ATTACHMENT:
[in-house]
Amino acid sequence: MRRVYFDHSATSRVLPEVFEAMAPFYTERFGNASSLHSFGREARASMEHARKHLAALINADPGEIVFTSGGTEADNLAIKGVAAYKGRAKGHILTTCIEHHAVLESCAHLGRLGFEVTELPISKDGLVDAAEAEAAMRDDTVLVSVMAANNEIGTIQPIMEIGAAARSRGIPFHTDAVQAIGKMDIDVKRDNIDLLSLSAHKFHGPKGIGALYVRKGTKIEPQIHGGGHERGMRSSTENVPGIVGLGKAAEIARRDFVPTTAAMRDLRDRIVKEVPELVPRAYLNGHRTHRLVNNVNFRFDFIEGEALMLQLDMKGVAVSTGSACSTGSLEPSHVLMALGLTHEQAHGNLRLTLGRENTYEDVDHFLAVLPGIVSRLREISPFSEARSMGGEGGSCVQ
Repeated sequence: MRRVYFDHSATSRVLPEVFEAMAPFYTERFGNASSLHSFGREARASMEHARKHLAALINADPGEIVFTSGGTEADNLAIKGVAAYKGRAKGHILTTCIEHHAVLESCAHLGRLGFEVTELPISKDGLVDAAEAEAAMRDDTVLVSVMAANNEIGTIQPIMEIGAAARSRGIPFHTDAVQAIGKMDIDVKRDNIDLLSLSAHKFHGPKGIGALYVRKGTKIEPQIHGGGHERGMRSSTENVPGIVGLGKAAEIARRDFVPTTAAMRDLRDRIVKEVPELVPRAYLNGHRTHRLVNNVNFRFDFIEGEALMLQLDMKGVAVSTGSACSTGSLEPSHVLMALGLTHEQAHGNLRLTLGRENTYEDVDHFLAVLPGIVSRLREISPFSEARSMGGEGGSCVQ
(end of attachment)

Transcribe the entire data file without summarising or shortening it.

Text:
[in-house]
Amino acid sequence: MRRVYFDHSATSRVLPEVFEAMAPFYTERFGNASSLHSFGREARASMEHARKHLAALINADPGEIVFTSGGTEADNLAIKGVAAYKGRAKGHILTTCIEHHAVLESCAHLGRLGFEVTELPISKDGLVDAAEAEAAMRDDTVLVSVMAANNEIGTIQPIMEIGAAARSRGIPFHTDAVQAIGKMDIDVKRDNIDLLSLSAHKFHGPKGIGALYVRKGTKIEPQIHGGGHERGMRSSTENVPGIVGLGKAAEIARRDFVPTTAAMRDLRDRIVKEVPELVPRAYLNGHRTHRLVNNVNFRFDFIEGEALMLQLDMKGVAVSTGSACSTGSLEPSHVLMALGLTHEQAHGNLRLTLGRENTYEDVDHFLAVLPGIVSRLREISPFSEARSMGGEGGSCVQ
Repeated sequence: MRRVYFDHSATSRVLPEVFEAMAPFYTERFGNASSLHSFGREARASMEHARKHLAALINADPGEIVFTSGGTEADNLAIKGVAAYKGRAKGHILTTCIEHHAVLESCAHLGRLGFEVTELPISKDGLVDAAEAEAAMRDDTVLVSVMAANNEIGTIQPIMEIGAAARSRGIPFHTDAVQAIGKMDIDVKRDNIDLLSLSAHKFHGPKGIGALYVRKGTKIEPQIHGGGHERGMRSSTENVPGIVGLGKAAEIARRDFVPTTAAMRDLRDRIVKEVPELVPRAYLNGHRTHRLVNNVNFRFDFIEGEALMLQLDMKGVAVSTGSACSTGSLEPSHVLMALGLTHEQAHGNLRLTLGRENTYEDVDHFLAVLPGIVSRLREISPFSEARSMGGEGGSCVQ